Augustus Harris (1852-1896)
It seems as if young John Davenport was trying to escape his environment and make a better life for himself. For a 14 year-old working-class lad like John there were few opportunities to scale the social ladder or win any kind of wealth or fame. An entrepreneurial boy might strike lucky and make a fortune in business; by contrast serious crime was a pathway out of poverty (albeit a rocky and precarious one).
I once had the pleasure of spending an afternoon with the Strictly Coming Dancing judge Len Goodman. Len told that growing up in East London he knew that his passport out of the area was dancing. It was that, he said, or football or becoming a gangster. While he loved football, dancing was his passion and what he was best at.
Entertainment was also John Davenport’s thing and he got a break, being selected as part of the touring company performing Augustus Harris’ Human Nature (written in 1885). Augustus Harris was a big name in late Victorian theatre. Dubbed the ‘father on modern pantomime’ Harris was manager of the Drury Lane Theatre and co-wrote a number of plays and pantomimes. Several of these will be familiar to modern readers including Babes in the Wood (1888), Beauty and the Beast (1890) and Cinderella (1895).
So it was a ‘big thing’ to be chosen by Harris and should have meant to start of a long career in show business. Unfortunately John found himself on the wrong sort of stage in June 1888, after being caught in the wrong sort of act.
At the beginning of June he was brought into the Bow Street Police court and charged with stealing a pocket-handkerchief. He was first remanded so enquiries could be made and these revealed his links to Harris and the theatre company. It also revealed that his father – a costermonger – wasn’t keen to see his boy fly the nest, at least not if it meant he would be excluded from his son’s earning potential.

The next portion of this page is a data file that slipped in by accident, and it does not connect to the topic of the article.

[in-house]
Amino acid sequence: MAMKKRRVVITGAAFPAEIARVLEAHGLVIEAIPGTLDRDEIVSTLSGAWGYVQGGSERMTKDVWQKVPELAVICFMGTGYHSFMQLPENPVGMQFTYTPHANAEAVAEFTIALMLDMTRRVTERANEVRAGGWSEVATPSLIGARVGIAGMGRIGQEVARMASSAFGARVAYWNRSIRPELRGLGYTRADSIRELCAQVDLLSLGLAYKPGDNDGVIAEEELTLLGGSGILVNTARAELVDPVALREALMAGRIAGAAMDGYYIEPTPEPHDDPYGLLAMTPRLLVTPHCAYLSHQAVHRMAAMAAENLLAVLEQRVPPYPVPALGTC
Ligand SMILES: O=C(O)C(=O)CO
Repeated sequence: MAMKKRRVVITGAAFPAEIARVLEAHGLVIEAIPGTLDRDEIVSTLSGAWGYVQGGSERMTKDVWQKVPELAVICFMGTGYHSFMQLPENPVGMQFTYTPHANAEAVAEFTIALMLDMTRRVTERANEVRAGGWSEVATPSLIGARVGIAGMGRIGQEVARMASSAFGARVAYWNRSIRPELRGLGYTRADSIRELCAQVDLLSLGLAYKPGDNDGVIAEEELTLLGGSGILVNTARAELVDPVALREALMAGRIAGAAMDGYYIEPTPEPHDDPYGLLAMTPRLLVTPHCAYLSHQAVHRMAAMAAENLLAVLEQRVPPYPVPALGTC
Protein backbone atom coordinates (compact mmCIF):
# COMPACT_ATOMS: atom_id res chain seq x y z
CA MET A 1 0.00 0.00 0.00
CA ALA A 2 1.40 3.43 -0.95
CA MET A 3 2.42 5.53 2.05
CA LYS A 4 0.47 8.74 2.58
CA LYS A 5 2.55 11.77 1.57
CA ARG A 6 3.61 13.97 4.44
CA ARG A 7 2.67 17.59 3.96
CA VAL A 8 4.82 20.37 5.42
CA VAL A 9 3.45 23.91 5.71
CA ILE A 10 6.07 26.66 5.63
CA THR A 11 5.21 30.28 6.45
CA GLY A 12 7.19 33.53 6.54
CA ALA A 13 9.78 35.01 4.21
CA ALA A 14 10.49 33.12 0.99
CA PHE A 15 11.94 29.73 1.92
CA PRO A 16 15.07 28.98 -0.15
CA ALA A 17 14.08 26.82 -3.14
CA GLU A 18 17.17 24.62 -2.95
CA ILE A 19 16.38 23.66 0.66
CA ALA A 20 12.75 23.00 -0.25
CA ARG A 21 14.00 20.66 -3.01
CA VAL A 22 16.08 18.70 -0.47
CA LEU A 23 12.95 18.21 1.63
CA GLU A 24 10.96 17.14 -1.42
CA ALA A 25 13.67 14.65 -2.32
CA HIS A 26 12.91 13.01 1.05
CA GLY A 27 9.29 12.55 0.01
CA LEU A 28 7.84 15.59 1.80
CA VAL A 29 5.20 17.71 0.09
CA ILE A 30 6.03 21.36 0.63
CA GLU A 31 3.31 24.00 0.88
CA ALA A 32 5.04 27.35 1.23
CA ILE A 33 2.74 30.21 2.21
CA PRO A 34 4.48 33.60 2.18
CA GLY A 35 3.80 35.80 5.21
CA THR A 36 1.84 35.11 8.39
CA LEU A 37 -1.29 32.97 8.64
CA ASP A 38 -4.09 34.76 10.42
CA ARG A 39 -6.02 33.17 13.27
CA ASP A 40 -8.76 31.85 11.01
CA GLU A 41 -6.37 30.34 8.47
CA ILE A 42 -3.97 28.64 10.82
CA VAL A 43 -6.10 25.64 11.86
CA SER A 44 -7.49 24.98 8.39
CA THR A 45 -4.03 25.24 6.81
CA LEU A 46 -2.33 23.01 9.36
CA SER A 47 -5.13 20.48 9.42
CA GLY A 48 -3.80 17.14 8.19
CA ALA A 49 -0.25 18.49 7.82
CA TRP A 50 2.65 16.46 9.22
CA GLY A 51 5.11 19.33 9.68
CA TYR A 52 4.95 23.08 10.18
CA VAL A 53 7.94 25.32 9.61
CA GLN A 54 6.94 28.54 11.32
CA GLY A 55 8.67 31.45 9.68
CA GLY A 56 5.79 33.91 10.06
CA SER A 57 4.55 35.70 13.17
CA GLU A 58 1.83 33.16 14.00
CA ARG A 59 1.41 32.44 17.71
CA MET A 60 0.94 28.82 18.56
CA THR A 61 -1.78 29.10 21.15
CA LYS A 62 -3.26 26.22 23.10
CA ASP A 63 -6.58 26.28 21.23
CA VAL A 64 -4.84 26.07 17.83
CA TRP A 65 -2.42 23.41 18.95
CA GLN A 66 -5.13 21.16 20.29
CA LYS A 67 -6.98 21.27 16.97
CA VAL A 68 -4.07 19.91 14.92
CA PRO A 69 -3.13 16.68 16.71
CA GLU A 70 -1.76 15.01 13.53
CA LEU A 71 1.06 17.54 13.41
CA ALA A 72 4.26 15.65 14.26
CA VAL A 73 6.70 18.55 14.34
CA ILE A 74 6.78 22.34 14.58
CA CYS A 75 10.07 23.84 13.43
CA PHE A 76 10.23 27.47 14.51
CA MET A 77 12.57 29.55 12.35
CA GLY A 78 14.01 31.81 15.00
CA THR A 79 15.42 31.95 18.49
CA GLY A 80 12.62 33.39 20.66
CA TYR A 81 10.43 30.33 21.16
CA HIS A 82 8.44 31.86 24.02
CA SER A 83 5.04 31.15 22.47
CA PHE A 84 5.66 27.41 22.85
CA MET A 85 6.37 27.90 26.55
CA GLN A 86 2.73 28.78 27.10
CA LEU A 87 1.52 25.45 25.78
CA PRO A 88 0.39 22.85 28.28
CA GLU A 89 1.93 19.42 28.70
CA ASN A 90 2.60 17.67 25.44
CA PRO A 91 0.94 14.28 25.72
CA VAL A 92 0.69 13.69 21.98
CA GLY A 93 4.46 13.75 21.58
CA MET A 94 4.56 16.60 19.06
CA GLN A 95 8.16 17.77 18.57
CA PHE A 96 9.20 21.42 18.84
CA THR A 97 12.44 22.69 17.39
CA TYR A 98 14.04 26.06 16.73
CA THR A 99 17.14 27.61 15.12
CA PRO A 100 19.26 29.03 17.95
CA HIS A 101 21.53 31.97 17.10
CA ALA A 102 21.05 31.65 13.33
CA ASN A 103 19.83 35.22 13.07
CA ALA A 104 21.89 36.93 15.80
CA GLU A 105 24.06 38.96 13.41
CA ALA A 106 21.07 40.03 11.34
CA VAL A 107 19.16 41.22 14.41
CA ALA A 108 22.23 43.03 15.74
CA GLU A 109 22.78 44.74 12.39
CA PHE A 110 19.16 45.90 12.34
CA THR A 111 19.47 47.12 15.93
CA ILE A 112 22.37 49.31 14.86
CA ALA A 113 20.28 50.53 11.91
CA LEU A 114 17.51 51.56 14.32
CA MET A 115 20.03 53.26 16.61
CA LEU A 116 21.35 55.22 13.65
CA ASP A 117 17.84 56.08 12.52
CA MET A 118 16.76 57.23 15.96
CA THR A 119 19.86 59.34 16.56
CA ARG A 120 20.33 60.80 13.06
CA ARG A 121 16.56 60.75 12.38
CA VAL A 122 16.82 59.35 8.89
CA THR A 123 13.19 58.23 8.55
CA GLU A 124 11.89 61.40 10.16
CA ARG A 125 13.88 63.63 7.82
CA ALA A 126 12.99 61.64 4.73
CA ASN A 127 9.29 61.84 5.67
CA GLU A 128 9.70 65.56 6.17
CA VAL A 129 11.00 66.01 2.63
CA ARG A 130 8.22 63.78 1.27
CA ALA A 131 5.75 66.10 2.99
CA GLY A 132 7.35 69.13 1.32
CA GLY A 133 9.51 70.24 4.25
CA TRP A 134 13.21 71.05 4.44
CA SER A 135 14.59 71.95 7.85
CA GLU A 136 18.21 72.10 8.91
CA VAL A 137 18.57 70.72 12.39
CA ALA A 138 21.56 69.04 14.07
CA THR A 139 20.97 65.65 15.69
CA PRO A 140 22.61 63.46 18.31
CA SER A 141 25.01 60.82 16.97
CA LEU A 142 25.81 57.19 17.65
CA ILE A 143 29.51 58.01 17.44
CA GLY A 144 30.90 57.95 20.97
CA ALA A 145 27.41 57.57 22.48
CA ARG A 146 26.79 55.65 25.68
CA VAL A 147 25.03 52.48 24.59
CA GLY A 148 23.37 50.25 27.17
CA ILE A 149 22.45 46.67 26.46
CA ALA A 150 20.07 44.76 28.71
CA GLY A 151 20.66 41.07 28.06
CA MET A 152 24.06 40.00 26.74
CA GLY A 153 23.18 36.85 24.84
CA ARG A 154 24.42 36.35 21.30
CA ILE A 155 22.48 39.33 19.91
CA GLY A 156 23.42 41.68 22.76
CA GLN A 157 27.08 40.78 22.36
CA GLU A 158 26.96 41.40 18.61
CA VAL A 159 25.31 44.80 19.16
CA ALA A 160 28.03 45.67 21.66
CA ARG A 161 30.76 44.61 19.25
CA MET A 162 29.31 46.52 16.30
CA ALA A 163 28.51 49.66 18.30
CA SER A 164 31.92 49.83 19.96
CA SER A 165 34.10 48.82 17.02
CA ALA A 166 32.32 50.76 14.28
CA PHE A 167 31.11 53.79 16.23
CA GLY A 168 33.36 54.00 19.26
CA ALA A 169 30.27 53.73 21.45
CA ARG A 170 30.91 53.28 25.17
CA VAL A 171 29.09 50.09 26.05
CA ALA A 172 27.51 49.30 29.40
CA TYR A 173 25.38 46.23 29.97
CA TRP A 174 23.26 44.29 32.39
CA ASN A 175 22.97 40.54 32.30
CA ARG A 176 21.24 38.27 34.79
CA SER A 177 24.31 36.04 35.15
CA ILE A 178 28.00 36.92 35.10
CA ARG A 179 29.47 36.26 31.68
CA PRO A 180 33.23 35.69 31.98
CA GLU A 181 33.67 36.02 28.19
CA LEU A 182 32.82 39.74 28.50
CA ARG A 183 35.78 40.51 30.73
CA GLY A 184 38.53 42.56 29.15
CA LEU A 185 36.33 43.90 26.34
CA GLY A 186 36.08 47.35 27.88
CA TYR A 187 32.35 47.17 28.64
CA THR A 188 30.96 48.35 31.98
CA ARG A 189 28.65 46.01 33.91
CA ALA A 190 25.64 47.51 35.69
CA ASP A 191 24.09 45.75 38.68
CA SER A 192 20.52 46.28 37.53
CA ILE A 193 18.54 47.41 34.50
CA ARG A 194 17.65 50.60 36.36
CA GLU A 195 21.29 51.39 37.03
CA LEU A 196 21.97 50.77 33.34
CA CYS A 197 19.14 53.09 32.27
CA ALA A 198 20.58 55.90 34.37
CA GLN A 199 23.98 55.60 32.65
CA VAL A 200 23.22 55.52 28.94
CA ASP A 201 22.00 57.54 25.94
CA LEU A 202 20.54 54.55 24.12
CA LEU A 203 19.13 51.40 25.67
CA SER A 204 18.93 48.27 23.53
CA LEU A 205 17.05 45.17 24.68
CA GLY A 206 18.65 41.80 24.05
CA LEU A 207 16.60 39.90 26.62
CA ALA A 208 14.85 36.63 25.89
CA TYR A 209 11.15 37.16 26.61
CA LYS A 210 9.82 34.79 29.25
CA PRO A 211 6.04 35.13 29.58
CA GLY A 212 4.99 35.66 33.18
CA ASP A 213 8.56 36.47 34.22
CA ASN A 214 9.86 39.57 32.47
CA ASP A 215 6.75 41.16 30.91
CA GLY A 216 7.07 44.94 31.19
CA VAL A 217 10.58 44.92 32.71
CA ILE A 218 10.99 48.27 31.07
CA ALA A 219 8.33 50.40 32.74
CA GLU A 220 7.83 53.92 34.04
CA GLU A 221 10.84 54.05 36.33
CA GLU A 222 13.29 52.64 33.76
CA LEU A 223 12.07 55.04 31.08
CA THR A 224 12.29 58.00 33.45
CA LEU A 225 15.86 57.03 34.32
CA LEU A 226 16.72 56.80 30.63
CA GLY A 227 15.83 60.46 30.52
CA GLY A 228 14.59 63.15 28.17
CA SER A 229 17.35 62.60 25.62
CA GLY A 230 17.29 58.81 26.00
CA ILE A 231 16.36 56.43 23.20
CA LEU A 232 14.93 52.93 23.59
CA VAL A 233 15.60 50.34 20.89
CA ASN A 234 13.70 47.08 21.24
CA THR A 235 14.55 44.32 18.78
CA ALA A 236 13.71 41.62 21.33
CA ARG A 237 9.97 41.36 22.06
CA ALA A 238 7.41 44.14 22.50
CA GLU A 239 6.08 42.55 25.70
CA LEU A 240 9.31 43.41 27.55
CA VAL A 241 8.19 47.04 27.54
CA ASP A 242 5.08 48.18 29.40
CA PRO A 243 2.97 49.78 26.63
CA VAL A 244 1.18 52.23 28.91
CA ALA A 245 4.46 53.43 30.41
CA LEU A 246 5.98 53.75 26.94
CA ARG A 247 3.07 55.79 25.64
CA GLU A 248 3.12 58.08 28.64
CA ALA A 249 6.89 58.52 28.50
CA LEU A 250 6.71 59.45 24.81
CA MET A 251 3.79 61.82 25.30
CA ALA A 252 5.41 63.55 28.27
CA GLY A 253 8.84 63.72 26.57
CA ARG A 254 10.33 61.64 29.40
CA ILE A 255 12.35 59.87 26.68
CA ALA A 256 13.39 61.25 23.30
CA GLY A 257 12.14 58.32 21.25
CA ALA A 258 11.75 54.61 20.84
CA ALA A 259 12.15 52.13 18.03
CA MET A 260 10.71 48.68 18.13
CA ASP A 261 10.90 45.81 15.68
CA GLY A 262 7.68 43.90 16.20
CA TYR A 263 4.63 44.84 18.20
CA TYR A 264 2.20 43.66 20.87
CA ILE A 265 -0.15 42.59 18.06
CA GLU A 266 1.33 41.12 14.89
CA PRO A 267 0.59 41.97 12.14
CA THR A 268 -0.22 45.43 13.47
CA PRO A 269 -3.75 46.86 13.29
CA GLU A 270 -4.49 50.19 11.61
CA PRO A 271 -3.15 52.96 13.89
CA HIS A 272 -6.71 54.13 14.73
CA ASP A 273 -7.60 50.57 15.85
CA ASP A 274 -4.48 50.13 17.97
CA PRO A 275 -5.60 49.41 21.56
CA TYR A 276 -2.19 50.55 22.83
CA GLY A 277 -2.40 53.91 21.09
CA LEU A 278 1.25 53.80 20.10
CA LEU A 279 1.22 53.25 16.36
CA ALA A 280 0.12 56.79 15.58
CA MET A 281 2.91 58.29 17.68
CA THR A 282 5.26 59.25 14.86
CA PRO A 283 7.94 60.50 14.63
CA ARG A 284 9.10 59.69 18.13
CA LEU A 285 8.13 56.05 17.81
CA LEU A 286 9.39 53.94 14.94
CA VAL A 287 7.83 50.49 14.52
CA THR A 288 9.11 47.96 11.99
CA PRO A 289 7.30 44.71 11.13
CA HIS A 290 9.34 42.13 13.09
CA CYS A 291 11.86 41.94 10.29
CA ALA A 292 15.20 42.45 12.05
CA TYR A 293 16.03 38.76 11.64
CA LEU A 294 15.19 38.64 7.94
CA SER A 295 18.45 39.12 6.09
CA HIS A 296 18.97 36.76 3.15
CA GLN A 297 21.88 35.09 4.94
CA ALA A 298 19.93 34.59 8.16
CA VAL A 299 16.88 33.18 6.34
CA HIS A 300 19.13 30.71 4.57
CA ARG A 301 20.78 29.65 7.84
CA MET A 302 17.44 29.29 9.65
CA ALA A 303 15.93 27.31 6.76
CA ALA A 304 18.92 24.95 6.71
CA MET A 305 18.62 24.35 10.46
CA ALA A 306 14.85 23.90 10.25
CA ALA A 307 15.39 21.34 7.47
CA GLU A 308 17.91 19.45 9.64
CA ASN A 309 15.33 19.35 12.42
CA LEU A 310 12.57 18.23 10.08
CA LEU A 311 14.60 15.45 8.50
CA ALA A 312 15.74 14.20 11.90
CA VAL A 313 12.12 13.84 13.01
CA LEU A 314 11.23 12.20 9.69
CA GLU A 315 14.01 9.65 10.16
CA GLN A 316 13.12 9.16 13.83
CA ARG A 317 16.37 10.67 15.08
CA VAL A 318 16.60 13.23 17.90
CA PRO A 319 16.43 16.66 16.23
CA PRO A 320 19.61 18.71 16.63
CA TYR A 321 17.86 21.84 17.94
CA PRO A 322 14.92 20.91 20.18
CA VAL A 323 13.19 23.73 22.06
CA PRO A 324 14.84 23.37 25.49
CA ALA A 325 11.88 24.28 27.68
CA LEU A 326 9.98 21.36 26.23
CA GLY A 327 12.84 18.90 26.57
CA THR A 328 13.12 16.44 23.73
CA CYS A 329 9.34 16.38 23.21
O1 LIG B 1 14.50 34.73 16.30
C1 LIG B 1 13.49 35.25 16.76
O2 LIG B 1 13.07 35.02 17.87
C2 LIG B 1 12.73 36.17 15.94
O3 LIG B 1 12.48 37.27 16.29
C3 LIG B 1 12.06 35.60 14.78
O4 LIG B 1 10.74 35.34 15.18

As a 14 year-old thief with a previous unblemished record the magistrate, Mr Vaughan, was minded to be lenient. A member of the St Giles’ mission appeared and said he would be happy to find the boy a temporary home so long as the father would ‘give an undertaking not to interfere with him in future’. Mr Wheatley (from the mission) was clearly keen to remove the old bad influences from John and set him on a better road. Mr Davenport however refused to play along and said he would rather see John imprisoned for month instead.
Mr Vaughan told the father that he was extremely selfish and saw through his attempt to conceal his avaricious desires on his son’s earning under a cloak of parental indignity. Now it transpired that Augustus Harris had heard about John’s arrest and far from abandoning the lad as yet another wastrel that had failed to take the opportunity offered to him, ‘interested himself on the boy’s behalf’. The court was informed that Harris had found him a job in domestic service, would pay for a new suit of clothes and the fare to get him there.
It was a kind and generous offer and presented a viable solution to the magistrate. John was released to begin his new life. Let’s hope he took full advantage of this second chance the impresario had given him.
[from Lloyd’s Weekly Newspaper, Sunday, June 3, 1888]
P.s Augustus Harris was a lover of food and drink as well as the theatre and there is a bust of him on the corner of Catherine Street in Covent Garden, where he might have enjoyed a glass or tow. There’s even a smart Italian restaurant named after him.
On June 15 Drew’s new book (co-authored by Andy Wise) is published by Amberley Books. It is a new study of the Whitechapel murders of 1888 which offers up a new suspect, links the ‘Jack the Ripper’ killings to the unsolved ‘Thames Torso’ crimes, and provides the reader with important contextual history of Victorian London. The book is available to order on Amazon here